Masks are clearly perceived by many men in the U.S. as a threat to their masculinity. Why?
It strikes me that the answer may be related to the extreme reluctance of cis males to deviate in any significant way from their “uniform” of jeans or other pants and tees or buttoning shirts. As a young woman I was often told that men ruled the world. And I used to wonder, if that’s so, then why can I and other females wear pretty much anything we want while men are so narrowly constricted? I could count on one hand the men I’ve known who experienced the comfort and freedom of a sarong and then kept wearing it after they’d left the beach.
The refusal to wear a mask in public is a form of bullying. Don’t like it? Tough shit, stay inside, these macho dudes seem to be saying to the rest of us. (I’m not counting the people experiencing homelessness since their trauma may be a significant factor, or they may simply not have a mask; ditto the people presenting with mental health issues.)
Masks are seen as a sign of weakness perhaps because they express care for others.
Also, in Maine, submission to the executive orders of a female Democratic governor.
The militarization of U.S. culture is a reflection of the aggressive, bullying stance we take toward other nations. Our military is the enforcement arm of corporate government which countries can accept willingly or have shoved down their throats. This is far from solely a U.S. problem.
For example, Germany’s Parliament this week narrowly avoided weaponizing drones they’ve bought from Israel for use by German troops in Mali and Afghanistan. So much to unpack there, but my point is that a hypermasculinized ethos pervades 2020. Uniforms are part of the ethos. (Ironically, masks are now part of military uniforms.)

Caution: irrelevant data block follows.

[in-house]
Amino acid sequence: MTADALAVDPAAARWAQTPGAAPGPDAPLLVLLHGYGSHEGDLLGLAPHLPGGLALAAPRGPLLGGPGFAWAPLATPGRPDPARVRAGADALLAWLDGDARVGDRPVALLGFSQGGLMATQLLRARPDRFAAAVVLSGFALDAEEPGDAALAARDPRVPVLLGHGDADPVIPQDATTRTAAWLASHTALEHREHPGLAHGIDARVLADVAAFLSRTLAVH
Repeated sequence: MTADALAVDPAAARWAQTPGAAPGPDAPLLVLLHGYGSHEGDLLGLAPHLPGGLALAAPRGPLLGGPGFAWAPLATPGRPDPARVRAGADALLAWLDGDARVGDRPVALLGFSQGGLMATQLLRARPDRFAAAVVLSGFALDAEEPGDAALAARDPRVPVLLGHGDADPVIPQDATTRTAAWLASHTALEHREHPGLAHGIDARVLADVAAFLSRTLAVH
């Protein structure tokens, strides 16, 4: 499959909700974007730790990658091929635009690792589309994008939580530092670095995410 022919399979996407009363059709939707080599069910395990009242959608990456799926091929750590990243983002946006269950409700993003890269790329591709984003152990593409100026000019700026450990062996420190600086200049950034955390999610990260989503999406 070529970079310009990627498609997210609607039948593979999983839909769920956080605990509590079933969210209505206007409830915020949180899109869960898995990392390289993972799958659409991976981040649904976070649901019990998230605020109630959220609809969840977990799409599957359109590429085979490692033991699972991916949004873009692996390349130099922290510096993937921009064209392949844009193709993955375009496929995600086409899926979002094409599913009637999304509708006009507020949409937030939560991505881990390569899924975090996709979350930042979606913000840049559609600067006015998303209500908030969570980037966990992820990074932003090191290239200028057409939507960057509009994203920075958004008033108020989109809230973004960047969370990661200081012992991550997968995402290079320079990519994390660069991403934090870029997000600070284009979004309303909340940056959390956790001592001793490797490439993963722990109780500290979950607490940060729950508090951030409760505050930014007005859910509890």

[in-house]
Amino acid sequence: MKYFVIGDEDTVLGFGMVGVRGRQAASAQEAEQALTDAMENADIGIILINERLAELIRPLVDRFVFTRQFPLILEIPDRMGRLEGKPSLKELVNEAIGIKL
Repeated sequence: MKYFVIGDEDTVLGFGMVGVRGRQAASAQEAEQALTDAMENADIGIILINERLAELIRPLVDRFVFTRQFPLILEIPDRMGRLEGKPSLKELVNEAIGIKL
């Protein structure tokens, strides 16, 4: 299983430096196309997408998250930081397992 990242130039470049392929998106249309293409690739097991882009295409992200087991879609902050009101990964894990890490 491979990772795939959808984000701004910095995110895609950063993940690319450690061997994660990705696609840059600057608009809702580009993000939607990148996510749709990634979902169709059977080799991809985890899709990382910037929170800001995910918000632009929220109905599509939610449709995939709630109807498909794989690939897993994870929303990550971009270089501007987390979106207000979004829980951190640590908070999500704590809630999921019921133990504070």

Some of the people I see each day without masks are exercising, huffing and puffing as they run around Lake Merritt Park or up and down the Cleveland Cascade. My sons tell me that the directives from the state have been conflicting and confusing. People were told at first that they did not need to mask while exercising and then, as the pandemic second wave crashed over us, this was revised. Still, I see scores of male runners every week not wearing masks.
Exceptionalism abounds; the governor of California and the mayor of San Francisco were caught eating indoors at gourmet restaurants with their friends long after that had been banned. And a few of the people I see on the street or in the park unmasked are eating or drinking something.
Here is where I feel like magical thinking is creeping in.
1. I need to exercise or eat or drink my iced mocha oat milk latte.
2. Therefore, it’s ok to remove my mask to do those things.
3. I will not be spreading the covid-19 disease when I do these things because…godammit, I have to eat and exercise!!
There are many not-so-great things about Western culture, but one of the better things is the inheritance of classical teaching that hubris is the downfall of the mighty.
The kind of hubris that would fund and support such endeavors is evident all around us. A lunatic billionaire claims he wants to bombard the planet Mars with nuclear weapons to turn it into a place where human life could exist.
It doesn’t take a rocket scientist to know that wearing a mask around others to reduce our risk of infection or infecting others is good science.
The anti-vaxxers in Maine were the most virulent opposition I faced when I ran for the US Senate in 2020. By which I mean, they threatened me the most often and harrassed me endlessly from the very first days of my campaign to the end 15 months later.
I don’t doubt their sincerity in believing that vaccines are too harmful to give to their children. Nor am I surprised that they are on social media now declaring they will never take a vaccine to prevent being infected by covid-19.